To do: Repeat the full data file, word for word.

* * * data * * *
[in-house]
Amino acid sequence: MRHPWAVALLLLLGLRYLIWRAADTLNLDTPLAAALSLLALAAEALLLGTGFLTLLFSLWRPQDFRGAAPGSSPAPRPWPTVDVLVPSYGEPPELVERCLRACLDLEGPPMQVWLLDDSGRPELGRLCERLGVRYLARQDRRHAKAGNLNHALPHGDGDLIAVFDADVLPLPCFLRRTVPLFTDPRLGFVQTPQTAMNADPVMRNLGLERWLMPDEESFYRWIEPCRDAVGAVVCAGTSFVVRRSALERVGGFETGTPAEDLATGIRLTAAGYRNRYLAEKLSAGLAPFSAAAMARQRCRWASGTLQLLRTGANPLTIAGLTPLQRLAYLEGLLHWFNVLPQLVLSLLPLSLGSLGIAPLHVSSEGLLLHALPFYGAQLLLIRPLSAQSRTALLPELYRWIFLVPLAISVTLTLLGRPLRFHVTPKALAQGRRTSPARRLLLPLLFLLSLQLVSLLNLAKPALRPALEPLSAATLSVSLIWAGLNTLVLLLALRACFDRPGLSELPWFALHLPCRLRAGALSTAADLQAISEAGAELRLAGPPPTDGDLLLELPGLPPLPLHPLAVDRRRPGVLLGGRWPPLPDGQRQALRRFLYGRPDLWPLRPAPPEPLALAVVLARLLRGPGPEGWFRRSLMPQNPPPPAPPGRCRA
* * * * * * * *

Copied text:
[in-house]
Amino acid sequence: MRHPWAVALLLLLGLRYLIWRAADTLNLDTPLAAALSLLALAAEALLLGTGFLTLLFSLWRPQDFRGAAPGSSPAPRPWPTVDVLVPSYGEPPELVERCLRACLDLEGPPMQVWLLDDSGRPELGRLCERLGVRYLARQDRRHAKAGNLNHALPHGDGDLIAVFDADVLPLPCFLRRTVPLFTDPRLGFVQTPQTAMNADPVMRNLGLERWLMPDEESFYRWIEPCRDAVGAVVCAGTSFVVRRSALERVGGFETGTPAEDLATGIRLTAAGYRNRYLAEKLSAGLAPFSAAAMARQRCRWASGTLQLLRTGANPLTIAGLTPLQRLAYLEGLLHWFNVLPQLVLSLLPLSLGSLGIAPLHVSSEGLLLHALPFYGAQLLLIRPLSAQSRTALLPELYRWIFLVPLAISVTLTLLGRPLRFHVTPKALAQGRRTSPARRLLLPLLFLLSLQLVSLLNLAKPALRPALEPLSAATLSVSLIWAGLNTLVLLLALRACFDRPGLSELPWFALHLPCRLRAGALSTAADLQAISEAGAELRLAGPPPTDGDLLLELPGLPPLPLHPLAVDRRRPGVLLGGRWPPLPDGQRQALRRFLYGRPDLWPLRPAPPEPLALAVVLARLLRGPGPEGWFRRSLMPQNPPPPAPPGRCRA